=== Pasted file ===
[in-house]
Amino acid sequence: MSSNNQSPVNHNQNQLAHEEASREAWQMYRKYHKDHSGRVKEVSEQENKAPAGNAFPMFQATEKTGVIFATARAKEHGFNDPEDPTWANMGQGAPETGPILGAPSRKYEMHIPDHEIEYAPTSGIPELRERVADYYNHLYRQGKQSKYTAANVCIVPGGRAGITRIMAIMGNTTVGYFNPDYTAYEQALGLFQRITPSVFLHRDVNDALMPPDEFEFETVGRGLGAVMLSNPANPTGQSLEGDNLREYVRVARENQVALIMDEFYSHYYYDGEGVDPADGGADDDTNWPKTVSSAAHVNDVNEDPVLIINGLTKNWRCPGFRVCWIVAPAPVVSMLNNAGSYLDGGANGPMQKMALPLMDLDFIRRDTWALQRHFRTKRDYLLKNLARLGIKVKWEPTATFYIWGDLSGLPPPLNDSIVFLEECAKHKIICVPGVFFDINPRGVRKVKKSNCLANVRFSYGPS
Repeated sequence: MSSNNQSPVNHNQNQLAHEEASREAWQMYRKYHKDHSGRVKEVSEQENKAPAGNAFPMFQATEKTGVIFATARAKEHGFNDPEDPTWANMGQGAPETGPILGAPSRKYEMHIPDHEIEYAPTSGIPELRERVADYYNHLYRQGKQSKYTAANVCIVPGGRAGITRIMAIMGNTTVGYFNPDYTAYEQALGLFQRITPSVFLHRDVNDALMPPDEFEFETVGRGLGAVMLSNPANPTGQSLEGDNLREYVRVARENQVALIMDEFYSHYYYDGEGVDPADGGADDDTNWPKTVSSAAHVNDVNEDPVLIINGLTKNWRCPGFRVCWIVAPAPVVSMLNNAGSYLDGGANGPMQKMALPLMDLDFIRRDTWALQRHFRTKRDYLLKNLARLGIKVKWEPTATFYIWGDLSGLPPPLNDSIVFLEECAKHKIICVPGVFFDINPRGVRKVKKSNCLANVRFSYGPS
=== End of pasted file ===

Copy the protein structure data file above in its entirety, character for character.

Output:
[in-house]
Amino acid sequence: MSSNNQSPVNHNQNQLAHEEASREAWQMYRKYHKDHSGRVKEVSEQENKAPAGNAFPMFQATEKTGVIFATARAKEHGFNDPEDPTWANMGQGAPETGPILGAPSRKYEMHIPDHEIEYAPTSGIPELRERVADYYNHLYRQGKQSKYTAANVCIVPGGRAGITRIMAIMGNTTVGYFNPDYTAYEQALGLFQRITPSVFLHRDVNDALMPPDEFEFETVGRGLGAVMLSNPANPTGQSLEGDNLREYVRVARENQVALIMDEFYSHYYYDGEGVDPADGGADDDTNWPKTVSSAAHVNDVNEDPVLIINGLTKNWRCPGFRVCWIVAPAPVVSMLNNAGSYLDGGANGPMQKMALPLMDLDFIRRDTWALQRHFRTKRDYLLKNLARLGIKVKWEPTATFYIWGDLSGLPPPLNDSIVFLEECAKHKIICVPGVFFDINPRGVRKVKKSNCLANVRFSYGPS
Repeated sequence: MSSNNQSPVNHNQNQLAHEEASREAWQMYRKYHKDHSGRVKEVSEQENKAPAGNAFPMFQATEKTGVIFATARAKEHGFNDPEDPTWANMGQGAPETGPILGAPSRKYEMHIPDHEIEYAPTSGIPELRERVADYYNHLYRQGKQSKYTAANVCIVPGGRAGITRIMAIMGNTTVGYFNPDYTAYEQALGLFQRITPSVFLHRDVNDALMPPDEFEFETVGRGLGAVMLSNPANPTGQSLEGDNLREYVRVARENQVALIMDEFYSHYYYDGEGVDPADGGADDDTNWPKTVSSAAHVNDVNEDPVLIINGLTKNWRCPGFRVCWIVAPAPVVSMLNNAGSYLDGGANGPMQKMALPLMDLDFIRRDTWALQRHFRTKRDYLLKNLARLGIKVKWEPTATFYIWGDLSGLPPPLNDSIVFLEECAKHKIICVPGVFFDINPRGVRKVKKSNCLANVRFSYGPS